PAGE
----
Human Rights and Religious Equality trail:

Human Rights and Religious Equality trail:
a reflective walk around Exeter City centre
Throughout the centuries in Exeter minority groups have often been the target of abuse, discrimination and hatred,
sometimes becoming the victims of violence and even death. People who think and live differently have not always been
welcome in our communities. Historically, people who were not part of the Church of England were treated as noncitizens, and this could mean that they were deprived of basic human rights. This trail will take you to some key places
where we will mark the lives and events of some of these brave people.
Common criminals: executed and exiled
The Guildhall was a medieval court where people were tried and often sentenced to harsh
and inhumane punishments. As recently as the early 1800s people were condemned to death
here for crimes as small as the theft of a cow or sheep and sentenced to transportation to
Australia (never to return)for stealing just one shilling.
The Jewish community: given freedom to worship
Exeter Synagogue was built in 1763. There was a Jewish community in Exeter as far back as
the 1100s, but in 1290 Jews were banished from Britain. It was not until 1656 that they were
allowed back and given freedom to worship. They began to return to Exeter in the 1700s.
Roman Catholics: allowed to participate in public life
The Sacred Heart Catholic Church, in South Street, was built on land given by the Cathedral in
1870. This ended a period of 3 centuries during which Catholics were excluded from public life
in Britain and subject to significant discrimination.
Dissenters: treated as outcasts
The Dissenters’ Graveyard, adjacent to Bull Meadow Road, is a sad reminder of how
minorities could be treated. Dissenters were people who refused to accept the beliefs of the
Church of England. They were barred from many professions and were not allowed to be
buried in Exeter’s Church graveyards.
Jewish community: separate burial ground
The Jewish cemetery, next to the dissenters’ graveyard, is also significant for being outside
the City walls. Jewish people played an important part in the life of Exeter, but for centuries
they were seen as outsiders.
Quakers and non-conformists: demanded a fairer society
The Quaker Meeting House. Quakers and other non-conformist sects were discriminated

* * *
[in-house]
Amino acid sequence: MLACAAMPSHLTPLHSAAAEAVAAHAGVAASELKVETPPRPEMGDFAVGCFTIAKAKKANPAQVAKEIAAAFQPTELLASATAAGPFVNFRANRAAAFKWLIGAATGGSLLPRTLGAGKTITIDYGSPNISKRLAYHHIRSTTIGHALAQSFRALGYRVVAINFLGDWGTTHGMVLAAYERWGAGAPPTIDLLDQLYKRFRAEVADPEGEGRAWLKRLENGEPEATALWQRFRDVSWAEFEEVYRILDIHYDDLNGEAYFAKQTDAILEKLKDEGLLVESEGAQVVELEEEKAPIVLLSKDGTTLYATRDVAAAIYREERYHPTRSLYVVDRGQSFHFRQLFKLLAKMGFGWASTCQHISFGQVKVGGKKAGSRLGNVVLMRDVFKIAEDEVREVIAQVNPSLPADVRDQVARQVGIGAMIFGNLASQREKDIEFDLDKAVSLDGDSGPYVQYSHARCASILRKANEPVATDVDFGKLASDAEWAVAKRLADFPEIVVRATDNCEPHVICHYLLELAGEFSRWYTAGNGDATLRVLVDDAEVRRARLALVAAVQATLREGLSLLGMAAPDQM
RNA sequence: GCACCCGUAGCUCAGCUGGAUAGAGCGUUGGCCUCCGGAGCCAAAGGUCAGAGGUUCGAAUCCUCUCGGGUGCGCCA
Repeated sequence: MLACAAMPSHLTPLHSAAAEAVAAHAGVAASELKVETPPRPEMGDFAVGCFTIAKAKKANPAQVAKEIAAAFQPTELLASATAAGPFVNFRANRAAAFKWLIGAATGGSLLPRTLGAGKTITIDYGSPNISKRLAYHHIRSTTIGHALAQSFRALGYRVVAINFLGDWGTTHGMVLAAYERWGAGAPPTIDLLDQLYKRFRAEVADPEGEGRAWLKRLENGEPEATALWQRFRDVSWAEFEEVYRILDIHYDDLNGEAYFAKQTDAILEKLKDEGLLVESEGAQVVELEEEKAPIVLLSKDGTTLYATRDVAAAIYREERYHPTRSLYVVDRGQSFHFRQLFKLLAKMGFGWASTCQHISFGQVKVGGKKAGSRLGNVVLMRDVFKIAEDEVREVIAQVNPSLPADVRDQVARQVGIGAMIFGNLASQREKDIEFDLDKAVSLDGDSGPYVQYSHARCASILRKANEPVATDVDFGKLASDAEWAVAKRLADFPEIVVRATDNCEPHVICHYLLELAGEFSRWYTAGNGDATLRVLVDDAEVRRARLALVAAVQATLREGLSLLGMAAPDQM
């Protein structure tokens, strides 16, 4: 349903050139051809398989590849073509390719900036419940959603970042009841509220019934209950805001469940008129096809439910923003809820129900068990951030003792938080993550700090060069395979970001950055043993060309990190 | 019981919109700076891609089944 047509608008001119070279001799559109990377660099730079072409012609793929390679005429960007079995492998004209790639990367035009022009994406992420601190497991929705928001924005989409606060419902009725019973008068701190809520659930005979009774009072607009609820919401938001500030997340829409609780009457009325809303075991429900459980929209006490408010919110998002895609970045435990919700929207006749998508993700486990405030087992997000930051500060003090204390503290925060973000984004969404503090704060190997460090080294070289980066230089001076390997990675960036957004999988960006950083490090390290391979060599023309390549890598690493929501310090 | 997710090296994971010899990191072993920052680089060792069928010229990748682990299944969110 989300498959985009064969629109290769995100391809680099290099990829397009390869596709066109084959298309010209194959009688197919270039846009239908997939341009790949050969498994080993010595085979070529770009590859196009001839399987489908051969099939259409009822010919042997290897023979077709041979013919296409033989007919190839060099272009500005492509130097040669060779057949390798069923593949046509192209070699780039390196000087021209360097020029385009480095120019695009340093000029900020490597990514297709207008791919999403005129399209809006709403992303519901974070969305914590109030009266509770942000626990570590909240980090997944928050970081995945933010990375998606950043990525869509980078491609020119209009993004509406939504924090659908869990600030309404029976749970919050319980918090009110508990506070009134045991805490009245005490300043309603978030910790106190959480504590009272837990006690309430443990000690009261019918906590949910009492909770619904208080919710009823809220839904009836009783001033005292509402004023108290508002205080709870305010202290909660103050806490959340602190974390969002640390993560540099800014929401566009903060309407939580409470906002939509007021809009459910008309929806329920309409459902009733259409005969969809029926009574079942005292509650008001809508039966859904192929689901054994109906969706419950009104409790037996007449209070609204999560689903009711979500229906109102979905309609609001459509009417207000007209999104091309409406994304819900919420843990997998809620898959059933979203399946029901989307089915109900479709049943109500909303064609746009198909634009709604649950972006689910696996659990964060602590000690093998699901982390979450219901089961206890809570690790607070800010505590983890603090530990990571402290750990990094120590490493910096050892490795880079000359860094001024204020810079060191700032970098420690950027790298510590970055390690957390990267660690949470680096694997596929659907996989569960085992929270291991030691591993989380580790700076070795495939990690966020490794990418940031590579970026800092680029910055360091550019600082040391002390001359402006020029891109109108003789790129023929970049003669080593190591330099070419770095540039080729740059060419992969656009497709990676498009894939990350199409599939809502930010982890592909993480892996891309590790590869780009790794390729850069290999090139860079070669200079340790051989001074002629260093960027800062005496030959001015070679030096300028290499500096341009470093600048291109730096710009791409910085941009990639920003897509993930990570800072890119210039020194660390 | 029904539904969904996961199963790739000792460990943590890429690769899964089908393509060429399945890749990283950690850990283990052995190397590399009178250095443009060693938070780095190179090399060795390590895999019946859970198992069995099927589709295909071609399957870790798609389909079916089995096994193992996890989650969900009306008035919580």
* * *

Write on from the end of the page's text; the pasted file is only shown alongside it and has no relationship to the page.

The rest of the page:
against for centuries. They refused to accept the authority of the Church of England,
campaigning for the freedom of worship and demanding a fairer society.
Discrimination against women
A plaque on the ruined Gatehouse to Rougement Castle tells how, in 1685, four women were
hanged for witchcraft. They were found guilty of sorcery on the basis of accusations which
today we would regard as hearsay or gossip.
Women labelled as witches
The Mural near the Exeter Phoenix Arts Centre is a graphic demonstration of the way some
women in Devon were seen as suspicious characters and punished for it. Were they really
sorcerers, or were they women who were falsely labelled as witches?
Human Rights and Religious Equality trail:
a reflective walk around Exeter City centre
Instructions for the Walking Route
The Guildhall, High Street
The walk starts at the Guildhall.
Next, walk to Exeter Synagogue. Turn right out of the Guildhall and walk along the High Street.
Go past the top of North street and continue past BHS. Turn right into Mary Arches Street and
then turn right into Synagogue Place at the top of Mary Arches car park. The Synagogue is in
front of you, on the right.
Exeter Synagogue, Synagogue Place
Now walk to the Catholic Church. Leave the Synagogue and walk back up Mary Arches Street.
Cross the High Street and walk down South Street. The Sacred Heart Catholic Church is on the
opposite side of South Street about half way down.
The Sacred Heart Catholic Church, South Street
Now walk to The Dissenters’ Graveyard. Continue down South Street to the big road junction,
turning left and continuing along Magdalen Street, with the car park on your right. Cross the
road at the pelican crossing outside Magdalen Chapter. Walk along to the graveyard.
Dissenters Graveyard, Magdalen Street
Now walk to the Jewish Burial Ground, just down the hill, below the red brick block of flats.
The Jewish Cemetery, Magdalen Road
Now walk to the Quaker Meeting House. Go back to the pelican crossing, outside Magdalen
Chapter. Cross the road and turn right. Turn left into the lane following signs to the Quaker
meeting House.
The Quaker Meeting House, off Magdalen Street
Now walk to the ruined gatehouse at Rougemont Castle. Walk back along Magdalen Street,
turning right up through Southernhay. Turn left into Bedford Street, passing Debenhams on
the right. Turn right into High Street, cross the road and turn left up Castle Street. The ruined
tower is further up on the left, at the entrance to Rougemont gardens.
Ruined Gatehouse to Rougement Castle, Castle Street
Now walk to the mural, near Exeter Pheonix Arts Centre. Walk around Rougemont Gardens,
with Rougemont House and Exeter Library on your left. Turn left down an alley just past the
end of the Library building. The large Mural is directly ahead of you on a wall.
The Mural near the Exeter Phoenix Arts Centre
Now return to the Guildhall, walking down Musgrave Row and turning left onto Queen Street.
Turn right at the top, at Marks and Spencers, and walk down High Street, with the Guildhall on
your right.